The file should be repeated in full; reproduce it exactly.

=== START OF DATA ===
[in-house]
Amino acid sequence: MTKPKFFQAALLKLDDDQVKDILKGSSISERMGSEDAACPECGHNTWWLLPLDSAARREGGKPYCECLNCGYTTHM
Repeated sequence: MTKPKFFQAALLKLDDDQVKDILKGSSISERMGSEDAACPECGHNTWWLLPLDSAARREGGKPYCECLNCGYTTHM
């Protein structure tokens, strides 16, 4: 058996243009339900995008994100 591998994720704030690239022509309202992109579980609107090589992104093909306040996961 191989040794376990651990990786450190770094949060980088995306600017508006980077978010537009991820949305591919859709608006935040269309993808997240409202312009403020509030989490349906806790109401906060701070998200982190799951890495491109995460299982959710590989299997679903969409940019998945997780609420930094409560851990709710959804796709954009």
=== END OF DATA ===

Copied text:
[in-house]
Amino acid sequence: MTKPKFFQAALLKLDDDQVKDILKGSSISERMGSEDAACPECGHNTWWLLPLDSAARREGGKPYCECLNCGYTTHM
Repeated sequence: MTKPKFFQAALLKLDDDQVKDILKGSSISERMGSEDAACPECGHNTWWLLPLDSAARREGGKPYCECLNCGYTTHM
């Protein structure tokens, strides 16, 4: 058996243009339900995008994100 591998994720704030690239022509309202992109579980609107090589992104093909306040996961 191989040794376990651990990786450190770094949060980088995306600017508006980077978010537009991820949305591919859709608006935040269309993808997240409202312009403020509030989490349906806790109401906060701070998200982190799951890495491109995460299982959710590989299997679903969409940019998945997780609420930094409560851990709710959804796709954009």